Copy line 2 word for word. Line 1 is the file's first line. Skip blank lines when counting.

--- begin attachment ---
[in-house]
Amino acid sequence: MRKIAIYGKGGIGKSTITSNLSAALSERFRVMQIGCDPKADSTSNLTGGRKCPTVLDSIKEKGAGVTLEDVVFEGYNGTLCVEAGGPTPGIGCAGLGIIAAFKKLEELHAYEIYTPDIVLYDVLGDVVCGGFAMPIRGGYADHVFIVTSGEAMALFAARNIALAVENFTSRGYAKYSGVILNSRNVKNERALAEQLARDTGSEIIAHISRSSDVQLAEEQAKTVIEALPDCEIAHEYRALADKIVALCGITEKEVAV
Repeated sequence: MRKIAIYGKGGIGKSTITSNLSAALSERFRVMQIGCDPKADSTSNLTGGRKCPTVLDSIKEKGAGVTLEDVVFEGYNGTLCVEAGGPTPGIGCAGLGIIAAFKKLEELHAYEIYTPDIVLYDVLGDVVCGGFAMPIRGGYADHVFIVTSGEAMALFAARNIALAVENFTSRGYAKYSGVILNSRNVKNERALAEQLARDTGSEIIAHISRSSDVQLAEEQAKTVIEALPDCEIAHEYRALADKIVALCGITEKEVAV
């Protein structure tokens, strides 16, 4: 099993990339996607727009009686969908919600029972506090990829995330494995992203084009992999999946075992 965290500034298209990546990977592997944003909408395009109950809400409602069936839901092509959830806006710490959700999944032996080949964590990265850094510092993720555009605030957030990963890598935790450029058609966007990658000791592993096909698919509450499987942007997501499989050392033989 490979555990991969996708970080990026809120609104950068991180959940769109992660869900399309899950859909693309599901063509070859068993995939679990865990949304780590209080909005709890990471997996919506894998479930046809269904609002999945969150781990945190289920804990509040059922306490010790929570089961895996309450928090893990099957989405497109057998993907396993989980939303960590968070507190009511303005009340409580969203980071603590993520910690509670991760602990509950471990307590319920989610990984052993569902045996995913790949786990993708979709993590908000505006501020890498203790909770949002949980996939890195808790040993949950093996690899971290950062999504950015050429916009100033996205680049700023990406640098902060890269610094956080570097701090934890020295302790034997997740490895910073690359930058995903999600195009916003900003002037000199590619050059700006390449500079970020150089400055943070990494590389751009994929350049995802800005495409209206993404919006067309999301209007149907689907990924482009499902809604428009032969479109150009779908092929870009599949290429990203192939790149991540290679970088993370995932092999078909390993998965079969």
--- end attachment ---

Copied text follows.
Amino acid sequence: MRKIAIYGKGGIGKSTITSNLSAALSERFRVMQIGCDPKADSTSNLTGGRKCPTVLDSIKEKGAGVTLEDVVFEGYNGTLCVEAGGPTPGIGCAGLGIIAAFKKLEELHAYEIYTPDIVLYDVLGDVVCGGFAMPIRGGYADHVFIVTSGEAMALFAARNIALAVENFTSRGYAKYSGVILNSRNVKNERALAEQLARDTGSEIIAHISRSSDVQLAEEQAKTVIEALPDCEIAHEYRALADKIVALCGITEKEVAV